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The Dartmouth
May 27, 2024 | Latest Issue
The Dartmouth

Discovering Fall's Finest Courses

One writer explores what some students consider to be their favorite fall term classes.

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With the leaves changing colors and campus buzzing with excitement for the arrival of a new freshman class, there is no term quite like the fall. For many students, particularly underclassmen, fall is a time to explore interests, which can lead to major developments in their academic and career paths. In fact, it was the classes I took during my freshman and sophomore fall terms that influenced me to declare both my cognitive science major and minor in Asian societies, cultures and languages. With fall 2024 course election coming up, I have grown curious about which fall classes have been students’ favorites.

Atharv Agashe ’25 said he especially enjoys classes where professors care more about their students’ learning than about fostering an environment to earn a high grade.

“I think a class is better when it feels [like] … the way we’re evaluated … is more aligned in a way that we are not so focused about chasing a grade, but rather about actually learning the material,” he said. “Every class … I truly enjoyed at Dartmouth [is] a class [in which] I was never worried about, ‘I need to score this on my p-set, and I need to do this in my exam and I need to grind so hard.’”

Agashe connected his preferences to two classes he took during previous fall terms — EEER 13 “Slavic Folklore” and MUS 18.02 “Hip-Hop in the U.S.” Students’ in-class freedom improved his learning experience in “Slavic Folklore,” Agashe explained.

“It felt like we weren’t competing for a grade,” he said. “I learned of a new way to look at things and I feel like … even now I’ll think about things that remind me of that class in the way I look at the world.”

Agashe also explained that “Hip Hop in the U.S.” influenced how he listens to music, even “a year later.”

“I found a new world inside of [that music], which is interesting because now I think I have more appreciation for the history and what I hear and being able to connect those things that I learned in class,” he said.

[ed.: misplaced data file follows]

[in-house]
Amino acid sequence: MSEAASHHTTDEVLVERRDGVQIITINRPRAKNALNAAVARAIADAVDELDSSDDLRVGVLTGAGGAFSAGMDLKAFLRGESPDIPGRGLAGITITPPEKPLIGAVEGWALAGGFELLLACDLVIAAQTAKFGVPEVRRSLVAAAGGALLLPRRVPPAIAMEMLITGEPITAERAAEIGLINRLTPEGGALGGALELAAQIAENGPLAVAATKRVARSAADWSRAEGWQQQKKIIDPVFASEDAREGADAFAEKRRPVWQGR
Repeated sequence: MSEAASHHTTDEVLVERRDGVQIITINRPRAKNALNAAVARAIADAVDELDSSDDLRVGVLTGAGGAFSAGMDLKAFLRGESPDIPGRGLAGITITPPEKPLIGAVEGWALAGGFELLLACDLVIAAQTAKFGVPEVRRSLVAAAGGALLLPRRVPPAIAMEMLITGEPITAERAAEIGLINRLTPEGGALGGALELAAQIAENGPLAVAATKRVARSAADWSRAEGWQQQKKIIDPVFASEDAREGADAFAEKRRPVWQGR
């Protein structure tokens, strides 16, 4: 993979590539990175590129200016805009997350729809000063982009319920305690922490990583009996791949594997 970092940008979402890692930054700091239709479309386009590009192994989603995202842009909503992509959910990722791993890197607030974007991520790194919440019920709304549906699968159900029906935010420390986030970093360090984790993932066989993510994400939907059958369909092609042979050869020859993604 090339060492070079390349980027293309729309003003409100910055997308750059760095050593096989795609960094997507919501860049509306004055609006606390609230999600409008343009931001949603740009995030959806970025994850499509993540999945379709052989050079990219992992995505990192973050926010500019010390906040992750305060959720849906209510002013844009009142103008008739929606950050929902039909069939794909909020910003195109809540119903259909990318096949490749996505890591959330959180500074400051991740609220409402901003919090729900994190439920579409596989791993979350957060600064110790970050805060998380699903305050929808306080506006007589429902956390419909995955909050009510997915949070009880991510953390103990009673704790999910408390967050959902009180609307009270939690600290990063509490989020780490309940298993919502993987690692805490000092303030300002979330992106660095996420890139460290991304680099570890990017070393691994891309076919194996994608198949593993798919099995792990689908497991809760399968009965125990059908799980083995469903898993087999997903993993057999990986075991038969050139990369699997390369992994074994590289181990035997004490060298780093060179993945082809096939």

Auden Bown ’25, who is an economics major and a government minor, echoed Agashe’s appreciation for passionate professors when speaking about “ITAL 1: Introductory Italian,” which he took his freshman fall. Bown said he found professor Giorgio Alberti, who taught the course, “really engaging.”  

Bown also explained that his favorite classes, such as Introductory Italian, tend to be smaller, which he believes gives students the chance to “know the professor and [their] peers more,” while also making it “less intimidating to speak in class.”

“There were only seven of us in [‘Introductory Italian’], so it also was a very small, intimate class environment,” he said. “Compared to a large lecture-size class … [it] is more like having a conversation rather than making the perfect comment because you’re one of 70 people in a class.”

Luke Cargill ’24, meanwhile, who is majoring in computer science modified with digital arts, shared that he finds project-based classes the most gratifying because they allow students to showcase the work they’ve completed throughout the term.

“I find them more interesting, especially when you get to show off what you made,” he said. “And then you have one or two big critiques during the term, when you just spend the whole class period looking at everyone’s work. It’s really, really satisfying.”

In particular, Cargill highlighted “one of [his] favorite classes,” which is being offered this upcoming fall – COSC 63.01: “AR/VR Development.” A project-based computer science class, “AR/VR Development” trains students to work either as extended reality developers or designers.

“You’re either a [game] designer or developer … and you can make video games in [virtual reality], augmented reality or mixed reality, and it’s just one project after the other,” he said. “I want to be a game developer so you know that taking this class makes sense for me even though I don’t have a particular interest in virtual reality.”

Cargill also mentioned how “AR/VR Development” furthered his interest in becoming a video game developer. Even after finishing the class, he now works “pretty close with” professor James Mahoney who teaches “AR/VR Development”, and later worked as a teaching assistant for the same course. 

With the Class of 2028’s official arrival on campus on the horizon, Bown advised incoming students to choose “one class that you had really never thought about before” when selecting courses, adding that he had never expected taking an Italian class in college. In later years, Bown said he wound up “studying abroad and doing the [Language Study Abroad] in Rome” over his sophomore winter and returned as the teaching assistant for the LSA during his off term the following year. 

“I think part of the reason in hindsight that it really appears as one of my favorite classes was that it kind of inspired me to continue taking more Italian classes at Dartmouth, which has really defined my Dartmouth experience,” he said.